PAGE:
2007 Toastmasters World Champion of Public Speaking Vikas Ghingran Shares His Insights

I interviewed Vikas Jhingran on January 25, 2013 and asked him just one question: “What are your best pieces of advice on how to win the Toastmasters’ World Championship of Public Speaking?”

Check out Vikas’s insights on leadership at http://www.vikasjhingran.com/blogs/.  In addition, stay tuned for the 2013 release of his first book: “Emote: Using Emotions to Make Your Message Memorable.”

 

Tip #1:  Planning trumps execution

“Anytime I give out advice on how to win the world championship, one of the first things I say is that in most cases the championship is won long before the actual event. Sometimes it’s difficult to understand that.”

“My background is in engineering and project management and we do these huge projects in the oil and gas sector. If you ever go to a project management training course, the first thing you will learn is that the best place to influence the outcome of a project is right at the beginning. When you carefully plan your path upfront, the value that you get out at the end is far better than if you rely on brute-force execution.”

“How that translates to speaking is that you have to spend a lot of time figuring out what you’re going to talk about.  Once you’re in the execution phase, you can only influence the end result so much.  In other words, you have to start with something that can win. If you start with something that doesn’t have that kind of potential, you might do a fantastic job in delivering that speech, but it’s not going to win the competition.”

“Topic selection is deeply introspective. You really have to sit down and figure out something that moves you… that matters to you. It’s not, ‘Hey, this topic will win, so let me speak on it.’ It’s more about where you really come from. What is something that stirs your strongest emotions?  Until you are in that place, you cannot connect with your audience.  With that level of depth, you can make a lot of mistakes in delivery and still win.  If a judge is crying at the end of your speech, then do you really think he’s going to mark you down for mispronouncing a word?”

“Speeches are about the transfer of emotions. If you’re not able to manage that, then the audience is not going to have a very good experience. The only time I think you’ve gone too far is when you are not in control of the emotions that you are feeling.

 

Tip #2: Deliver a moving message to the best of your ability

“I think it is a dangerous to go into the contest with the objective of winning because that is not in your hands. That just creates unnecessary pressure.  You don’t control that. What you do control is having a message that will move people in a very dramatic way and delivering it to the best of your ability.”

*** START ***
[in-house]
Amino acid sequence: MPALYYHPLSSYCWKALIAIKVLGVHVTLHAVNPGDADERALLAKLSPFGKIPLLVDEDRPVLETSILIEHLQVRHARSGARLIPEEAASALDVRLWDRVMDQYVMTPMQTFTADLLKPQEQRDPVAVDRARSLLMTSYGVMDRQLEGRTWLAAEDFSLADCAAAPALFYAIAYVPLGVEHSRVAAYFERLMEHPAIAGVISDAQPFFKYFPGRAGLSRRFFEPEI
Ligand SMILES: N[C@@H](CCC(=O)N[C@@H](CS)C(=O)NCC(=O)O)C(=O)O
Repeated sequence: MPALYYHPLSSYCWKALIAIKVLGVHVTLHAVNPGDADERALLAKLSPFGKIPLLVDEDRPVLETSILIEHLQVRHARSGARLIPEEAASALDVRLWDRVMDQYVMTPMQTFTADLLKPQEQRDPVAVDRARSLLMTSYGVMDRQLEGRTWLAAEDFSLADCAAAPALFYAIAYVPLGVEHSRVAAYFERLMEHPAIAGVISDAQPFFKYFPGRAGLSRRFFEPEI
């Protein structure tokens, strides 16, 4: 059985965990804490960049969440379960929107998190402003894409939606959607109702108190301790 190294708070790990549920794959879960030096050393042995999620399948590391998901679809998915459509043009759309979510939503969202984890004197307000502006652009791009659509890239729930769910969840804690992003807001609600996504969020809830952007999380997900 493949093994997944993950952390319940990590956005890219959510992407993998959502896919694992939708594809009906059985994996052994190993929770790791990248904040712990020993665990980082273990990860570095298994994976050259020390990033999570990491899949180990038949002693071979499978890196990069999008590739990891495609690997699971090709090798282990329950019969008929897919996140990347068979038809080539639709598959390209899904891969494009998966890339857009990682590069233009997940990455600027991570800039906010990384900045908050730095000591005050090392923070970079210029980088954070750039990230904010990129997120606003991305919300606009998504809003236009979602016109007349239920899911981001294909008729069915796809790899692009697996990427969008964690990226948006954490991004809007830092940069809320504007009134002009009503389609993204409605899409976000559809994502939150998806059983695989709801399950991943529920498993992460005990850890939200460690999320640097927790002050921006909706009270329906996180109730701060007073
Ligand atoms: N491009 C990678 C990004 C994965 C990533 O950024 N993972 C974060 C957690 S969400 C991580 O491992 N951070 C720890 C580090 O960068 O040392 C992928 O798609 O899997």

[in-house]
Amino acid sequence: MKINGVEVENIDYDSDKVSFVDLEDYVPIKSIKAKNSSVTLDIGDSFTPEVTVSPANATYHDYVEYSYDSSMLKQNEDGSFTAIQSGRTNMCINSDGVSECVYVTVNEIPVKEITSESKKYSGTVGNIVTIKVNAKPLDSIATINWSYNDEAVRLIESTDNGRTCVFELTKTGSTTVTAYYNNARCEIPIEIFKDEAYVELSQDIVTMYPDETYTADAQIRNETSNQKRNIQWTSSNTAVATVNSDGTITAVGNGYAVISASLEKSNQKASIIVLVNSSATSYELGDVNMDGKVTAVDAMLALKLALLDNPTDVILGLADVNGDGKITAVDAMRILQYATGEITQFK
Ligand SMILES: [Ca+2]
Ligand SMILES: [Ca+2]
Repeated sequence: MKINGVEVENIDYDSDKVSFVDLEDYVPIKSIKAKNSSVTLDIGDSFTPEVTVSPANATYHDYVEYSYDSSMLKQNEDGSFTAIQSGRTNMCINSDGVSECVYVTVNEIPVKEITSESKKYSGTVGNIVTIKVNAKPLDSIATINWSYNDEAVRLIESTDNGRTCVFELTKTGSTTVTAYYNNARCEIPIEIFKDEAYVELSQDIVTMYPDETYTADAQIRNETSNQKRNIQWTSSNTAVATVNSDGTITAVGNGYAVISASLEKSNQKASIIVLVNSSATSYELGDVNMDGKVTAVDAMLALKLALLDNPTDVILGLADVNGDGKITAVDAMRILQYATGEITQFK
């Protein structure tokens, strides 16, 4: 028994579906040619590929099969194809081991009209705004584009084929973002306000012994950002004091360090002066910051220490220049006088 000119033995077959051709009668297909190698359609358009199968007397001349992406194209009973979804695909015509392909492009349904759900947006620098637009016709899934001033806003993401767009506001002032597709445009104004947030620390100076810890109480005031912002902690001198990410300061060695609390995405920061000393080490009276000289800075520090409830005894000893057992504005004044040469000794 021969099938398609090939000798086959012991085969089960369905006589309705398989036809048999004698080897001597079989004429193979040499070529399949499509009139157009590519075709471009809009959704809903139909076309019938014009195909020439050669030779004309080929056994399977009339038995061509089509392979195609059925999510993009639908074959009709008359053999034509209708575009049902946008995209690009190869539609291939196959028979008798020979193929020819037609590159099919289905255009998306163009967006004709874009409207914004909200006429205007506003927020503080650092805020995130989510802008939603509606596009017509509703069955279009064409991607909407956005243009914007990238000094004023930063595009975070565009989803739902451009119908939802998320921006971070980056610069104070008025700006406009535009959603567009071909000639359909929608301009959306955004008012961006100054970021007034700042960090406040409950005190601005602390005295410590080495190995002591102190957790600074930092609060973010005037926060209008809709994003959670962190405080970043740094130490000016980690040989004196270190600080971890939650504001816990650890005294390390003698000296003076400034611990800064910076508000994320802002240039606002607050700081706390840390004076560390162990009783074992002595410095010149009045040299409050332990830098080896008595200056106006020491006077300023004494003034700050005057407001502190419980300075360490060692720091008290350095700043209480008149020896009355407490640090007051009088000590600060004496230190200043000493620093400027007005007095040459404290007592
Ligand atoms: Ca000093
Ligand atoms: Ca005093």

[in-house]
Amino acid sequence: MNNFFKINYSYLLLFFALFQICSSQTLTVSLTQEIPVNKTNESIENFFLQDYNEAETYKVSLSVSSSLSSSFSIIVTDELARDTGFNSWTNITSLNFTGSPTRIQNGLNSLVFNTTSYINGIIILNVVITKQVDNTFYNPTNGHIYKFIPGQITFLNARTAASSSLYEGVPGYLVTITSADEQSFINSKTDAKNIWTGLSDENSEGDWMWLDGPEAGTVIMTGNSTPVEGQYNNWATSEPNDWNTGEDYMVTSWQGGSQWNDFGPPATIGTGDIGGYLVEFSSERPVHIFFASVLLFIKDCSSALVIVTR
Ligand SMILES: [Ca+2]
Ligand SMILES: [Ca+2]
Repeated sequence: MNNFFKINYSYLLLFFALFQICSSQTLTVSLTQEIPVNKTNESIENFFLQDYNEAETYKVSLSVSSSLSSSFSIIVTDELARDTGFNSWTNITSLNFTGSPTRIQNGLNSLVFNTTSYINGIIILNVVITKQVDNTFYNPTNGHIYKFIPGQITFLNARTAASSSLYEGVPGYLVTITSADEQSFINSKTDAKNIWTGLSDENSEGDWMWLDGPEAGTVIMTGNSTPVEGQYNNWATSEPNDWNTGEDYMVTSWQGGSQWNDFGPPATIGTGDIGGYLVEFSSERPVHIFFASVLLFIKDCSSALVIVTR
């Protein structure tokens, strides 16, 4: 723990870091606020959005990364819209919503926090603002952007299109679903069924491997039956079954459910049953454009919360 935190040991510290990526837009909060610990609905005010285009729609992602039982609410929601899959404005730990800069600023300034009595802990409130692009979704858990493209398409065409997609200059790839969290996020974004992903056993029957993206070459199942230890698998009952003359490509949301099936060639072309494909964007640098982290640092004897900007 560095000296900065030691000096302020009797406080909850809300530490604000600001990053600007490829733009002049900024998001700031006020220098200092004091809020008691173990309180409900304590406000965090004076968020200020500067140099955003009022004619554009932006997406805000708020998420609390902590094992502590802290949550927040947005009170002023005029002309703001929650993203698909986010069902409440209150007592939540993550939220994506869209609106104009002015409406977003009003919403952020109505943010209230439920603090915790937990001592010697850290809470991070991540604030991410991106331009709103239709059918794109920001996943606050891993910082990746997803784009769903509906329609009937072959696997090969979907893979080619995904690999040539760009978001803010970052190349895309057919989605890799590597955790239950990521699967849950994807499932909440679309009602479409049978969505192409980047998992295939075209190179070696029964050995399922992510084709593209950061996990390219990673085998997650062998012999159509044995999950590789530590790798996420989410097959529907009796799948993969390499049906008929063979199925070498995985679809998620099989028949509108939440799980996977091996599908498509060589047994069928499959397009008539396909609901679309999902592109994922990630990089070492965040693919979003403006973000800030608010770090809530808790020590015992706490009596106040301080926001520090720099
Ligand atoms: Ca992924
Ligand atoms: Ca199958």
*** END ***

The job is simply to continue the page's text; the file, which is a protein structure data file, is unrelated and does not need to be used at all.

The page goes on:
“I come from a very analytical background. I spent many years trying to figure out how do well on exams.  Though it took a long time, I ultimately figured out that the best approach is to not worry about the grade.  You are not there to get the ‘A.’ You are there to solve every problem that you can solve. If you prepared to the best of your ability and there are 15 problems out 50 that you have no clue how to answer, then you should be absolutely fine with that.  If you get nervous along the way, then you will do even worse.  It is the same with speaking… how you manage your mindset is critically important to the overall outcome.”

 

Tip #3: Practice idea delivery not word delivery

“Though I do write my speeches out, I can never recite a speech word for word.  I just don’t have that kind of memory.  I’ve delivered my world championship speech probably a hundred times now and I still cannot give it word for word. I just have to be there in the moment and let the emotions roll. The words are close, but they’re never exactly the same.”

“The words really are not that important. The words are a tool to convey emotion.  When you start thinking about words, you are hampering the flow of emotions; you are thinking about what comes next.  That prevents you from being present in the moment which is the point of speaking.”

 

Tip 4: The rule is that there are no rules

“People give all kinds of advice like the ‘10 things you have to do if you want to win the world championship.’ I really stay away from that. I think there is nothing that you have to do to win a speech contest. Just be original. Figure out what works for you and then run with that.”

“If you are uncomfortable doing something onstage, the audience will know it instantly and that takes away from the connection you are building.”

 

Try it out!

Like his fellow world champions, Vikas encourages competition as means of improving your speaking skill in a way that regular Toastmasters speeches do not.  Again, in his words:

“I found that competing is a very good way of improving your speaking skills because it’s one of the few times in Toastmasters that you get a chance to work on one speech for a long period of time. If you do that, it shows you how good you really can be.  Even if you don’t win, just experiencing that preparation process makes a huge difference in your development as a speaker.”

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